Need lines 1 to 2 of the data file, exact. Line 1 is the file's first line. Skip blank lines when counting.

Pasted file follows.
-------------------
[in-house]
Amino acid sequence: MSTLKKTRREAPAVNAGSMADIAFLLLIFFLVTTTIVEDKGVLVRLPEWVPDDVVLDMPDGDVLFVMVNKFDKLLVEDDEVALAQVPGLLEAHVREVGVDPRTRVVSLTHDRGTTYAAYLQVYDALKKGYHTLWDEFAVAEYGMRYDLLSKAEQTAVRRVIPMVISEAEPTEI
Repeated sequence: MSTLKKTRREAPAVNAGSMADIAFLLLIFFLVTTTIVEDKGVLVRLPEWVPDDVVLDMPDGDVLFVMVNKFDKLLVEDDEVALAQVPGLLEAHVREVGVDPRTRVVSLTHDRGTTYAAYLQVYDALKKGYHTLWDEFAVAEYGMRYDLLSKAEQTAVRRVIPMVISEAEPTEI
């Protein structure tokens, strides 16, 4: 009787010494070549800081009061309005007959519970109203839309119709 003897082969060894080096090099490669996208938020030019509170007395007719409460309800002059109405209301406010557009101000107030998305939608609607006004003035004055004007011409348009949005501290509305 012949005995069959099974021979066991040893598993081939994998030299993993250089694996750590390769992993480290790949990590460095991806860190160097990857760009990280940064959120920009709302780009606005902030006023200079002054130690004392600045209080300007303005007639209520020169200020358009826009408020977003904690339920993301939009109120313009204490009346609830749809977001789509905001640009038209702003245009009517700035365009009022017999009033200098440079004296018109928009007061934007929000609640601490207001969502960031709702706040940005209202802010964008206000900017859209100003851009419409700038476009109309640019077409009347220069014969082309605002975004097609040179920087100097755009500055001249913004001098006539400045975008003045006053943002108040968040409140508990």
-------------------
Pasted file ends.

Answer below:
[in-house]
Amino acid sequence: MSTLKKTRREAPAVNAGSMADIAFLLLIFFLVTTTIVEDKGVLVRLPEWVPDDVVLDMPDGDVLFVMVNKFDKLLVEDDEVALAQVPGLLEAHVREVGVDPRTRVVSLTHDRGTTYAAYLQVYDALKKGYHTLWDEFAVAEYGMRYDLLSKAEQTAVRRVIPMVISEAEPTEI